In our last blog, we outlined an approach you can take to streamline your business processes, so you can start freeing up your time.
Let’s now imagine that you have managed to streamline some of your processes and cut out some of the things that do not add any value to your customers or your business. You have freed up some of your time and are now working a little smarter and a little less harder.
But one question is still in the back of your mind… How do I free up even more time, so I can start figuring out the best way to grow my business?
Let’s discuss the different options.
To install automatic procedures, as for manufacturing or servicing; follow or utilize the principles of automation – dictionary.com
Automation is heavily reliant on the use of technology and it is the best option. The more you can automate your business the more you can scale whilst minimising the need to hire new staff or outsource your work.
Automation is ideal for back-office processes where heavy judgement is not really required, such as:
- Sending a text or email to your clients at 8:30am to remind them that they have an appointment with you today
- Sending an email to your customers as soon as they have signed up to your mailing list to welcome them
- Sending your customer an invoice via email once the job is logged as complete within your booking system
Some processes will be easy to automate whilst some will be difficult. We highly recommend that you streamline the process before you get started with automation as you don’t want to automate a bad process.
If you decide to go with automation, picking the right apps for your business is going to be important because you will need to make sure they are going to play nicely with your processes.
Once you find the right apps, you will need to set them up and integrate them with your existing apps.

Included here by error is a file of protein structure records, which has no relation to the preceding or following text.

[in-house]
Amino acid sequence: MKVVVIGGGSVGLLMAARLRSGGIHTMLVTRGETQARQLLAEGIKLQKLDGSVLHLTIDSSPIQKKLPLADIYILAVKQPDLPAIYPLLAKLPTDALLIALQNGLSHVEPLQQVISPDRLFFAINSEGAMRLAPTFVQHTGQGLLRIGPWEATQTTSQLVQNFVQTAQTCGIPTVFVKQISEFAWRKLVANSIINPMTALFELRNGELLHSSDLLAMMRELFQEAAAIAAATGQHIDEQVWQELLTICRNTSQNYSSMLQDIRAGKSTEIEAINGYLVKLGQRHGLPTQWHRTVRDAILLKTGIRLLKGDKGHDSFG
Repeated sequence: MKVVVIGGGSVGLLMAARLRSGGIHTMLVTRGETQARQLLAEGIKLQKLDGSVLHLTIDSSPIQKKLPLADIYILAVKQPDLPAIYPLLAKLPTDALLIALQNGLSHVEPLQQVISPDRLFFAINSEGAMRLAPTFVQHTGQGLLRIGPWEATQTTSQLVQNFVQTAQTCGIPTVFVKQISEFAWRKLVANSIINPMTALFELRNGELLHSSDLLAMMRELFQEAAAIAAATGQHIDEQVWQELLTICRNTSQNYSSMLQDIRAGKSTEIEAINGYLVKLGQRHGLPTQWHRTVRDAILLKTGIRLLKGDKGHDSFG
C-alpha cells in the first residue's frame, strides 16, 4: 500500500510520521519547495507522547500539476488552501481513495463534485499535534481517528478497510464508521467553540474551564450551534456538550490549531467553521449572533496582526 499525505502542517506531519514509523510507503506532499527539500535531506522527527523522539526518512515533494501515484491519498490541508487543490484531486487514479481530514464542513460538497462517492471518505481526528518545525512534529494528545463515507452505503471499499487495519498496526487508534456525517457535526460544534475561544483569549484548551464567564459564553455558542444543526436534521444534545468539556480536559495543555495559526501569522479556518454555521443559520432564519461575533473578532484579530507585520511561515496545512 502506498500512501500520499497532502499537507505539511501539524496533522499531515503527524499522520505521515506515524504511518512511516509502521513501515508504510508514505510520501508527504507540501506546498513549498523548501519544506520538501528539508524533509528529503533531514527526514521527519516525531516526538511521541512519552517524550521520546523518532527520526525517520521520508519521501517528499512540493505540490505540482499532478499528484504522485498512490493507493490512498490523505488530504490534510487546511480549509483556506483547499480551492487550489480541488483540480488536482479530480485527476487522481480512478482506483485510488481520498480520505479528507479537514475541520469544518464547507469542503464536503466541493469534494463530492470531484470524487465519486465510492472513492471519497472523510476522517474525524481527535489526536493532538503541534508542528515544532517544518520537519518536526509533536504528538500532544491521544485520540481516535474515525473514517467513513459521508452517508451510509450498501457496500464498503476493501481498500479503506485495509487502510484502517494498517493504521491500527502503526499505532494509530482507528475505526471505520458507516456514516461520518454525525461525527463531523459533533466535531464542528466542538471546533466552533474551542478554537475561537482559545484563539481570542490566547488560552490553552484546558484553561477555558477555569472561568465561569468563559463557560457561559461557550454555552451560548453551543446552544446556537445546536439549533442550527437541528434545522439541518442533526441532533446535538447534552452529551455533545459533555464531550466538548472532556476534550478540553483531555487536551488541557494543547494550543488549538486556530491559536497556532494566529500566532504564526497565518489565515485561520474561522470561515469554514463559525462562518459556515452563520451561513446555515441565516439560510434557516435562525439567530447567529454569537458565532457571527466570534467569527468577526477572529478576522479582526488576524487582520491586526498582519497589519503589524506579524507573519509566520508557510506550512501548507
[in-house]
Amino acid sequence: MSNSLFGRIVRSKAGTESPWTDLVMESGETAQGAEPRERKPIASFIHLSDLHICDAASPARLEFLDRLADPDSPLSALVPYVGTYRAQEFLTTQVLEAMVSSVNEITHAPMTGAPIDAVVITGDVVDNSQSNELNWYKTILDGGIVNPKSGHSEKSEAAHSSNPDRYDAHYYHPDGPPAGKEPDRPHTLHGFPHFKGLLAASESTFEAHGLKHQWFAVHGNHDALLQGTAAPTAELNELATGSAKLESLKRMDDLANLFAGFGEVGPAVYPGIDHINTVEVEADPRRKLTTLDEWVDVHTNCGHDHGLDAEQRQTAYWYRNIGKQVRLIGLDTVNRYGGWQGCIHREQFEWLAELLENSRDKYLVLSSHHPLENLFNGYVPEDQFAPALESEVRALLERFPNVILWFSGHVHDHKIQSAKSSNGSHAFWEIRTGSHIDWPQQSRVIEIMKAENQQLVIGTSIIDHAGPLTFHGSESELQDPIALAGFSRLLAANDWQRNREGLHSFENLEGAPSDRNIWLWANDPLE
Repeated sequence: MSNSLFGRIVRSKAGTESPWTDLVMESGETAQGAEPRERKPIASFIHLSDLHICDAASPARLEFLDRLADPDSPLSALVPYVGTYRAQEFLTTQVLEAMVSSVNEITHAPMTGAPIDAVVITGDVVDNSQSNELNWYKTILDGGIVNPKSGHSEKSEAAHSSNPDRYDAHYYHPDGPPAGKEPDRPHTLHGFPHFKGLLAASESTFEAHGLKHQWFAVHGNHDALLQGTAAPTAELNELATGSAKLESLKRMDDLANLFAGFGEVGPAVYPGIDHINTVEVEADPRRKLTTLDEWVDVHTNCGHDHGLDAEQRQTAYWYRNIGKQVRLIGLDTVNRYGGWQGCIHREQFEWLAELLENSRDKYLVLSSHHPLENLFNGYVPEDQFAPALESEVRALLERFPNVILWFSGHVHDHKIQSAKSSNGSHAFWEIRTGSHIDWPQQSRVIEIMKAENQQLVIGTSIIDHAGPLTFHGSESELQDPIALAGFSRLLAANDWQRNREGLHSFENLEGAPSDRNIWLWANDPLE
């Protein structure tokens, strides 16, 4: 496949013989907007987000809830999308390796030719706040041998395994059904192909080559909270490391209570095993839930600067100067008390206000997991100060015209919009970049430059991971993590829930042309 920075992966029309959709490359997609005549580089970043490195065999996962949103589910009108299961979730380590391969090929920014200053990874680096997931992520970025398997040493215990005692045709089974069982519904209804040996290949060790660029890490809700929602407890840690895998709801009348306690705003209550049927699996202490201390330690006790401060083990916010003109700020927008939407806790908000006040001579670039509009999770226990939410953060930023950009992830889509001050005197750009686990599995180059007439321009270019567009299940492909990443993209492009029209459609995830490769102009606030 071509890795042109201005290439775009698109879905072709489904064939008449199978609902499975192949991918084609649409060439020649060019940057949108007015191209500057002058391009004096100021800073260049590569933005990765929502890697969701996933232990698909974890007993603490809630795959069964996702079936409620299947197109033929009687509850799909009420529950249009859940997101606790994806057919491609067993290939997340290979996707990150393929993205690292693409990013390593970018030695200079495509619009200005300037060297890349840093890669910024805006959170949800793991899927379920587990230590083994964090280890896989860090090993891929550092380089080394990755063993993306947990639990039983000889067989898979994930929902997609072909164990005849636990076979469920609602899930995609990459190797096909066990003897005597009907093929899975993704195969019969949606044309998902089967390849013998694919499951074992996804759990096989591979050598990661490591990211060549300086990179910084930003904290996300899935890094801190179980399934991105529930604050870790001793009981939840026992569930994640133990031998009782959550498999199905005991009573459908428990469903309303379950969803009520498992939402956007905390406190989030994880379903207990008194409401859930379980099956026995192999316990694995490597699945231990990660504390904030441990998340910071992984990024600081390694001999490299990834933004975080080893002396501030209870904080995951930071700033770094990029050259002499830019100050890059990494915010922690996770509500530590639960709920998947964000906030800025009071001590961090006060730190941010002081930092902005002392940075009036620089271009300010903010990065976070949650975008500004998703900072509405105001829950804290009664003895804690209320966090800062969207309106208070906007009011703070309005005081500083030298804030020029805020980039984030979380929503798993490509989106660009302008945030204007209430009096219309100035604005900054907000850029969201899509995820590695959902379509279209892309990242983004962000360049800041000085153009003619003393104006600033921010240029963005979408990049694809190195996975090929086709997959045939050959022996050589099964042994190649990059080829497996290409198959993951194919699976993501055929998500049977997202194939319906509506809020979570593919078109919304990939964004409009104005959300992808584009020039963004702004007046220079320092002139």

With so many apps out there it can be hard to find the perfect one that suits your needs and budget. Plus the setup process can be quite daunting unless you are tech-savvy. Despite these challenges, the long-term gains from automation are worth it, because it can make your business highly scalable.
To send or appoint (a person) as deputy or representative – dictionary.com
This is where you delegate your responsibilities to somebody else within your business. It is ideal for processes that cannot be automated because they require human judgement or interaction with customers, such as:
- Business development (cold calling to find new leads)
- Inspecting a rental property (if you’re a property management company)
- Accounts payable / receivable
Delegation involves identifying or hiring a staff member who is capable, training them until they become proficient at the process and letting them “own” it.
Be mindful that it can take time for the person who you delegate your process to, to become as proficient as you. Don’t start thinking that it’s faster for you to just do it yourself, as over time, your time adds up (think weeks, months and years).
Imagine the opportunity cost for your business!
To make it easier to visualise, let’s imagine the following scenario:
- Your business operates on an 8 hour day, Monday to Friday week
- Your staff member is paid $25 an hour ($4400 monthly)
- You pay yourself $100 an hour ($17600 monthly)
- You’re responsible for the business development (let’s assume it results in a generous 10% revenue growth per month and your pay is tied to this!)